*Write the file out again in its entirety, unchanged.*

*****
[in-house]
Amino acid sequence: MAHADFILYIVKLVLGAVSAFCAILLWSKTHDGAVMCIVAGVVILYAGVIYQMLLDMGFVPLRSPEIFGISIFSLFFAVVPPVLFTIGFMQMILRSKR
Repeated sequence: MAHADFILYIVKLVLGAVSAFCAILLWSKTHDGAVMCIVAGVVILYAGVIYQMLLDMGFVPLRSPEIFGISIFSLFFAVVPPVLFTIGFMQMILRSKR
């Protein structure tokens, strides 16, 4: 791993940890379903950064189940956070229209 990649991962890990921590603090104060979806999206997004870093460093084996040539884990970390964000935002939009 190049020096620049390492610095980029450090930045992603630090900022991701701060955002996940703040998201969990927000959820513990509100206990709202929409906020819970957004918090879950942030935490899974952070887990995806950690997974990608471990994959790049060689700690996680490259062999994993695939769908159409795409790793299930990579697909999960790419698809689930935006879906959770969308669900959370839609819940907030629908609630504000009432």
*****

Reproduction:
[in-house]
Amino acid sequence: MAHADFILYIVKLVLGAVSAFCAILLWSKTHDGAVMCIVAGVVILYAGVIYQMLLDMGFVPLRSPEIFGISIFSLFFAVVPPVLFTIGFMQMILRSKR
Repeated sequence: MAHADFILYIVKLVLGAVSAFCAILLWSKTHDGAVMCIVAGVVILYAGVIYQMLLDMGFVPLRSPEIFGISIFSLFFAVVPPVLFTIGFMQMILRSKR
């Protein structure tokens, strides 16, 4: 791993940890379903950064189940956070229209 990649991962890990921590603090104060979806999206997004870093460093084996040539884990970390964000935002939009 190049020096620049390492610095980029450090930045992603630090900022991701701060955002996940703040998201969990927000959820513990509100206990709202929409906020819970957004918090879950942030935490899974952070887990995806950690997974990608471990994959790049060689700690996680490259062999994993695939769908159409795409790793299930990579697909999960790419698809689930935006879906959770969308669900959370839609819940907030629908609630504000009432």